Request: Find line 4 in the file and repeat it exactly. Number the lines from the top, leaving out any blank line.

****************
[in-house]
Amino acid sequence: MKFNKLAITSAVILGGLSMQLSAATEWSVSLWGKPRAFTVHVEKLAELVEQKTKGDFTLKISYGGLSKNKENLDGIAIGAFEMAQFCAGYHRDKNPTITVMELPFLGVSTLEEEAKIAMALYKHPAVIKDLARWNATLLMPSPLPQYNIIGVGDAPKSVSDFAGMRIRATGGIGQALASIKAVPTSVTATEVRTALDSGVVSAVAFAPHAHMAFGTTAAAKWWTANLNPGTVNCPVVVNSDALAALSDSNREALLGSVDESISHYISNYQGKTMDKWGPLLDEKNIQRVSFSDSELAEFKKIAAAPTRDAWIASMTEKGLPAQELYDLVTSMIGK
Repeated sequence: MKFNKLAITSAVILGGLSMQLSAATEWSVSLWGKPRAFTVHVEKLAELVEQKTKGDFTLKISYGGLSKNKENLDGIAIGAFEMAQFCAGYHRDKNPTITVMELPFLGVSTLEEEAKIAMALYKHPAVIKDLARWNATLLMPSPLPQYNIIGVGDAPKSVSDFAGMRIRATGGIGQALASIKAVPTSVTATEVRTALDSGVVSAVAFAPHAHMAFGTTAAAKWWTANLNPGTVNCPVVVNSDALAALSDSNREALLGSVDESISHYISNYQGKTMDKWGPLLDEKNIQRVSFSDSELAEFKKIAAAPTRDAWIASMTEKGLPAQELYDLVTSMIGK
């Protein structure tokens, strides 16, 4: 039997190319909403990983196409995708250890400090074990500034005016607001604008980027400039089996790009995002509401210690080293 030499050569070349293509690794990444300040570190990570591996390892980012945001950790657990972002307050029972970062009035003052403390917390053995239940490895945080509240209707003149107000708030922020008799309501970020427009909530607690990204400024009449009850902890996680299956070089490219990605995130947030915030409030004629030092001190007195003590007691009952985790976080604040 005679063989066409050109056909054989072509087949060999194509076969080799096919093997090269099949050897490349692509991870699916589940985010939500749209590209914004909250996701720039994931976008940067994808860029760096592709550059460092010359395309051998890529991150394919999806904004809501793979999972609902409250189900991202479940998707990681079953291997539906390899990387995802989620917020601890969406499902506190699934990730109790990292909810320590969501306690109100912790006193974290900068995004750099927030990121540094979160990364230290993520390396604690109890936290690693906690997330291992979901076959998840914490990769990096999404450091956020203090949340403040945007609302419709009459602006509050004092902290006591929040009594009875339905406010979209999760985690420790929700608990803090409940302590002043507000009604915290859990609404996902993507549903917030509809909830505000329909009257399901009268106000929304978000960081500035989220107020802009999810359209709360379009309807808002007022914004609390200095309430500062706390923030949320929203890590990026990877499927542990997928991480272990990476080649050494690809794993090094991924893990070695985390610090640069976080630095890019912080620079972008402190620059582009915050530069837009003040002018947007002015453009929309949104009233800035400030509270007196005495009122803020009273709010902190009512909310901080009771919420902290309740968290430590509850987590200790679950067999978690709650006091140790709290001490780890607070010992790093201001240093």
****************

């Protein structure tokens, strides 16, 4: 039997190319909403990983196409995708250890400090074990500034005016607001604008980027400039089996790009995002509401210690080293 030499050569070349293509690794990444300040570190990570591996390892980012945001950790657990972002307050029972970062009035003052403390917390053995239940490895945080509240209707003149107000708030922020008799309501970020427009909530607690990204400024009449009850902890996680299956070089490219990605995130947030915030409030004629030092001190007195003590007691009952985790976080604040 005679063989066409050109056909054989072509087949060999194509076969080799096919093997090269099949050897490349692509991870699916589940985010939500749209590209914004909250996701720039994931976008940067994808860029760096592709550059460092010359395309051998890529991150394919999806904004809501793979999972609902409250189900991202479940998707990681079953291997539906390899990387995802989620917020601890969406499902506190699934990730109790990292909810320590969501306690109100912790006193974290900068995004750099927030990121540094979160990364230290993520390396604690109890936290690693906690997330291992979901076959998840914490990769990096999404450091956020203090949340403040945007609302419709009459602006509050004092902290006591929040009594009875339905406010979209999760985690420790929700608990803090409940302590002043507000009604915290859990609404996902993507549903917030509809909830505000329909009257399901009268106000929304978000960081500035989220107020802009999810359209709360379009309807808002007022914004609390200095309430500062706390923030949320929203890590990026990877499927542990997928991480272990990476080649050494690809794993090094991924893990070695985390610090640069976080630095890019912080620079972008402190620059582009915050530069837009003040002018947007002015453009929309949104009233800035400030509270007196005495009122803020009273709010902190009512909310901080009771919420902290309740968290430590509850987590200790679950067999978690709650006091140790709290001490780890607070010992790093201001240093």